Postby ashitaka » Sun 02.12.2006 9:44 pm

i have played both that mandolin said. kicl is the better one but i cant get it to do just hiragana, it teaches katakana first. it also comes with diferent languages to learn. slime forest is good but i havent gotten far.
madolin that was a [url]great review[/url]
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RE: Kanji Games?

Postby WacKostRacKo » Mon 02.13.2006 5:51 am

Thanks Mandolin (i think someone has spent a long time playing those games...)

I do actually have Slime Forest Adventure but use it to reinforce the kana once i have learnt it (because i am very competative and get upset if i keep getting things wrong)! I think that the kanji side of the game is pretty awful tho, i mean that it teaches the kanji in groups of 5 or 6 and they all have the same radicle and/or they all look the same, so its really hard to differentiate between them at the beginning. It would just be much simplier if they tought all the numbers, then all the days of the week etc...

I was thinking about this last night, (it is now the morning in blighty) and i was wondering if 'snap' could be used to learn kanji. For example:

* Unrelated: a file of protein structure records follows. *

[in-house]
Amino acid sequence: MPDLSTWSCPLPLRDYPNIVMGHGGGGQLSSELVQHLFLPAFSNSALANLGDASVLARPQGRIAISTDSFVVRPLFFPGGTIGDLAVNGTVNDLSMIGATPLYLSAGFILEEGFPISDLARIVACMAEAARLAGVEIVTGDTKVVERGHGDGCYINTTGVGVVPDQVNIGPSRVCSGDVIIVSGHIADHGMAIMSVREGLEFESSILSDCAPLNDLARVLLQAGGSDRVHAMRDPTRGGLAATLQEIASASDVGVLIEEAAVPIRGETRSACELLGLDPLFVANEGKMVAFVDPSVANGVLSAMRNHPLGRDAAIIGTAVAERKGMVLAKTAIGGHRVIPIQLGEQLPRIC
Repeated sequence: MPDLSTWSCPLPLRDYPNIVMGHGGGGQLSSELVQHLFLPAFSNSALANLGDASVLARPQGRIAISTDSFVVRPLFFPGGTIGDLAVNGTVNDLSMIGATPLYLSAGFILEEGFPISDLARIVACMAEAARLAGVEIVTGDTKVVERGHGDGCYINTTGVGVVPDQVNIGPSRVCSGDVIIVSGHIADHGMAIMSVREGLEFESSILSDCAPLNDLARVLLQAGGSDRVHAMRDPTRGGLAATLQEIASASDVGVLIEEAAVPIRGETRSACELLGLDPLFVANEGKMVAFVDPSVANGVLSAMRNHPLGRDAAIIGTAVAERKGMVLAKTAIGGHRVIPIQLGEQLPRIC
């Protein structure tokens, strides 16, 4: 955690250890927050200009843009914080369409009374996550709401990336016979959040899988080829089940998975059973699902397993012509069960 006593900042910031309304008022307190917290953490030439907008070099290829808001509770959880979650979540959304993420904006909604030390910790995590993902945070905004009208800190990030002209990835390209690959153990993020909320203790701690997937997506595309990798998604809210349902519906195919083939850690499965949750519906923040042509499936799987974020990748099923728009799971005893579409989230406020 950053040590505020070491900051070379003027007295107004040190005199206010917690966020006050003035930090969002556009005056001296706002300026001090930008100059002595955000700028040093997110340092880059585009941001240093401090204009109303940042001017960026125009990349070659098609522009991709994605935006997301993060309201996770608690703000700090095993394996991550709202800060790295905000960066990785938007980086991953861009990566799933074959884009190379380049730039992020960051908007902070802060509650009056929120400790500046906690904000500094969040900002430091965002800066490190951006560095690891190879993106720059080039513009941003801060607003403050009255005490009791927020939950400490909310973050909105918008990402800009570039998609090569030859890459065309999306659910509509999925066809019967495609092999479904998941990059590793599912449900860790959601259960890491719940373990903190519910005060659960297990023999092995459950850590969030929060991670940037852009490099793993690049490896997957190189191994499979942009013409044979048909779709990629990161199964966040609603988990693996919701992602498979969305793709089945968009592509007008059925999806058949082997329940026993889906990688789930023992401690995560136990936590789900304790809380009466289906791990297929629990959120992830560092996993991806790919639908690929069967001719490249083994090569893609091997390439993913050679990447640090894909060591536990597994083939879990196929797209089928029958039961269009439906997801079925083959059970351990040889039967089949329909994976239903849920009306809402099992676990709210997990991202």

make kanji cards as normal (my kanji cards do not have the translations on the front) and are placed down facing up on the table, the first person to say the reading gets the card, and the first to get all the cards wins. How about that? Its not exactly genius but it might be fun, what do other people think?

ta
tanuki wrote:
How about:

外人: これはすしです。すしが好きです。
日本人: おお!日本語が上手ですね。
外人: Erm....what?


story of my life...
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RE: Kanji Games?

Postby maco » Wed 02.15.2006 12:22 pm

http://www.coolest.com/penpen
Help PenPen the penguin move the ice blocks of kanji to the matching hiragana and English blocks.
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RE: Kanji Games?

Postby the_marqz » Fri 02.17.2006 6:18 pm

Great games all but the best I found was Knuckles in China Land the only thing I didn't like no phonetics and no sound.